Not So Fast? People Are Standing Up for Obamacare and Repeal May Be Slowing Down

By Bethanne Fox, February 13, 2017

In recent days, the momentum around repealing the Affordable Care Act (ACA) has slowed considerably. What was once the new administration’s first order of business feels as if it has been put on the back burner due in no small part to constituents’ vocal opposition.

Representatives’ email and voicemail inboxes have been flooded with pleas for them not to destroy the law. There have been statehouse protests and town hall meetings nationwide—some legislators have even had to sneak out back doors to avoid angry constituents.

The fierce opposition to repeal has taken those who oppose the law by surprise. It has even taken some of us who work in health policy and health care by surprise.

But that shouldn’t be the case. Why? Time and time again the evidence has shown that the ACA is helping millions of Americans.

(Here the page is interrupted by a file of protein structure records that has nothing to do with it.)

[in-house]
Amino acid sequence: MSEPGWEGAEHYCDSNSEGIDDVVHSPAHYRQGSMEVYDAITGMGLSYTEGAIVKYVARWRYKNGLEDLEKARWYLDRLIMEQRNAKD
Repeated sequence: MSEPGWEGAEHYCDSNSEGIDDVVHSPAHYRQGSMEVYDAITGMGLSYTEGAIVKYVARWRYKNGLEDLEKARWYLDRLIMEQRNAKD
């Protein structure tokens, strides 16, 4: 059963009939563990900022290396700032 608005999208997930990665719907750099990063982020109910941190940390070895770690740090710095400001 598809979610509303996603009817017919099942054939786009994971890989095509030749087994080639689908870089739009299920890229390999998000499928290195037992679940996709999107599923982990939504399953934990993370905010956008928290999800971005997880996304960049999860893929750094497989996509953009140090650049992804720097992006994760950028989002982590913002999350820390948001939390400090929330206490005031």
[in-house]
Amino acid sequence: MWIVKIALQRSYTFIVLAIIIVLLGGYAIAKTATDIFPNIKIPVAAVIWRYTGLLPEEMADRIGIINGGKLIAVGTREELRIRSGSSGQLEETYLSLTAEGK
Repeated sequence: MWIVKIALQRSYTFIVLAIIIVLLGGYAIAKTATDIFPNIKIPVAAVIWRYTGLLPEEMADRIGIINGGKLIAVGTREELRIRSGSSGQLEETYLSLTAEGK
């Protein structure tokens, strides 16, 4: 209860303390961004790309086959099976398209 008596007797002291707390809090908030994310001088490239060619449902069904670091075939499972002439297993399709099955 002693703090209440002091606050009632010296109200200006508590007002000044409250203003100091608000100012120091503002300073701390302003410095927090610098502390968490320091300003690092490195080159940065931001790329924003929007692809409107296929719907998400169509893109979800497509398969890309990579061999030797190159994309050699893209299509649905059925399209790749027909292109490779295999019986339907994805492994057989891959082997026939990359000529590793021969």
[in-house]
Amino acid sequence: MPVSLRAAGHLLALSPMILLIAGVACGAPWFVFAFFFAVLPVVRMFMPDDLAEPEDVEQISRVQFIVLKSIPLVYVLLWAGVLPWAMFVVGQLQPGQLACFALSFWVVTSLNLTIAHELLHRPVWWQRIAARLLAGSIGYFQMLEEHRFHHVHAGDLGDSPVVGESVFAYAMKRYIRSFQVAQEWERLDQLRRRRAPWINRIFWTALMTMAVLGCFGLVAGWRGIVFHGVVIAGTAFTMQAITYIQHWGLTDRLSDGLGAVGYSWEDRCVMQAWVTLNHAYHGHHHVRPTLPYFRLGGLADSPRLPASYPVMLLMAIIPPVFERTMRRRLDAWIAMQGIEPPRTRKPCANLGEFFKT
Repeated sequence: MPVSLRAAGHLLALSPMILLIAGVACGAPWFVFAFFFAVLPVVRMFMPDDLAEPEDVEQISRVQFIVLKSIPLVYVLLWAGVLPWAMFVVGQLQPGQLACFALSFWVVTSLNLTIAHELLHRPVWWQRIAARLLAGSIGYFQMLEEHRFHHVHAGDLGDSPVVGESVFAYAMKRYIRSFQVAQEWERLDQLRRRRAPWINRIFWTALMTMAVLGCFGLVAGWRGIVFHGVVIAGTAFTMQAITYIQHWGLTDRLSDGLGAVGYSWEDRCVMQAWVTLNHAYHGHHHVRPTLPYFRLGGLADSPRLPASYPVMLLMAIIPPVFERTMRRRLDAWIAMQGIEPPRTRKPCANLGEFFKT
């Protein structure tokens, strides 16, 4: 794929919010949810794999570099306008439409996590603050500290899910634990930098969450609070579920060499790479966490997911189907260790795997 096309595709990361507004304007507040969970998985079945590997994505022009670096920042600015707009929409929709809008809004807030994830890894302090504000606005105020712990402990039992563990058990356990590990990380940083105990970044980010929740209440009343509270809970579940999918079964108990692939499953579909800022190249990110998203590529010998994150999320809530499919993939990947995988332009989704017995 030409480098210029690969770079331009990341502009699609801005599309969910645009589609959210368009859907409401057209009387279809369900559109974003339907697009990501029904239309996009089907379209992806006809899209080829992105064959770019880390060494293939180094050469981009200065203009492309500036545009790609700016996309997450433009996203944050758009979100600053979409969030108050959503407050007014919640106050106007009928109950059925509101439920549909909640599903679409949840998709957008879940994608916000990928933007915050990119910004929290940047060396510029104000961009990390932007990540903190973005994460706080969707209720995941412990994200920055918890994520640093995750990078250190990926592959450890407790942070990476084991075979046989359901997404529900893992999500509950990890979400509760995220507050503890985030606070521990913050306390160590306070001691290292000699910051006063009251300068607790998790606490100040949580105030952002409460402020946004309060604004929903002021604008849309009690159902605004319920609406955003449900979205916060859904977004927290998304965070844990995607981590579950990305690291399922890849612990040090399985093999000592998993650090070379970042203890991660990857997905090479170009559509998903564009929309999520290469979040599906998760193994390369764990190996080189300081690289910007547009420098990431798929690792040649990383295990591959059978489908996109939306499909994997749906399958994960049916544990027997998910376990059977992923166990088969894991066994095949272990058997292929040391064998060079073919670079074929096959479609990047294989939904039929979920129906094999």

Just last week, The Commonwealth Fund released its Biennial Health Insurance Survey. Here’s what it found:

  • The ACA has made it easier for people who have to buy their own health insurance to find a plan that they can afford.
  • The uninsured rate has dropped substantially since the law passed: 37 million people were uninsured in 2010, and by 2016 that number had dropped to 23 million.
  • The law has especially helped people with low incomes and people who have health problems get health insurance

Does the ACA need improving? Yes. The marketplaces can be made stronger and affordability needs to be addressed, especially for those who don’t qualify for subsidies to help them pay their premiums. States that have not expanded Medicaid need to do so. As with any policy, once it has been tested in the real world, improvements need to be made. But these flaws are minor in comparison to the law’s successes.

The ACA has helped us make great strides, and we cannot reverse the progress we have made. I’m glad that legislators appear to have hit the pause button. Let’s hope they stop repeal completely and do what is right to ensure millions of Americans can get the health care they need.

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